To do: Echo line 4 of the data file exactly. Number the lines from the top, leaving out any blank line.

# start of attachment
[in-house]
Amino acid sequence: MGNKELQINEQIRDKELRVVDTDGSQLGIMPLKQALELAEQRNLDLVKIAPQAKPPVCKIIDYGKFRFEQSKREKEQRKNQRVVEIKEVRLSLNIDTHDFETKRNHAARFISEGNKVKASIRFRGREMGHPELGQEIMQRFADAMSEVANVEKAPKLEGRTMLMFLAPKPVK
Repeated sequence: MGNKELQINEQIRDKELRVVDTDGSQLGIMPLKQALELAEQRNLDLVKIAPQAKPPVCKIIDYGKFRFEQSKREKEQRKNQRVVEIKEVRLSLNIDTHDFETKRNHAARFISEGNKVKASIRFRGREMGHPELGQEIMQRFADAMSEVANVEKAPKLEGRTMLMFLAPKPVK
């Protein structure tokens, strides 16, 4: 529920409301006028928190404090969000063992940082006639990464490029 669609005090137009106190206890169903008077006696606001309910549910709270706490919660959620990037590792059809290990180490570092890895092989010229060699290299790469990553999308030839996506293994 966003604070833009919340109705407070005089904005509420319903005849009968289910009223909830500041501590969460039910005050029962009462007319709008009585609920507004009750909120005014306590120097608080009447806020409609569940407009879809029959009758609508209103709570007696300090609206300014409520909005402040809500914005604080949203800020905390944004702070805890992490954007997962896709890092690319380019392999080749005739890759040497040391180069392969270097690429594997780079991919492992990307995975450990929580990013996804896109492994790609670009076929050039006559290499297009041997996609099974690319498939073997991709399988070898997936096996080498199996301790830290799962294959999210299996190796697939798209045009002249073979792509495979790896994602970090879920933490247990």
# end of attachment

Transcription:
């Protein structure tokens, strides 16, 4: 529920409301006028928190404090969000063992940082006639990464490029 669609005090137009106190206890169903008077006696606001309910549910709270706490919660959620990037590792059809290990180490570092890895092989010229060699290299790469990553999308030839996506293994 966003604070833009919340109705407070005089904005509420319903005849009968289910009223909830500041501590969460039910005050029962009462007319709008009585609920507004009750909120005014306590120097608080009447806020409609569940407009879809029959009758609508209103709570007696300090609206300014409520909005402040809500914005604080949203800020905390944004702070805890992490954007997962896709890092690319380019392999080749005739890759040497040391180069392969270097690429594997780079991919492992990307995975450990929580990013996804896109492994790609670009076929050039006559290499297009041997996609099974690319498939073997991709399988070898997936096996080498199996301790830290799962294959999210299996190796697939798209045009002249073979792509495979790896994602970090879920933490247990």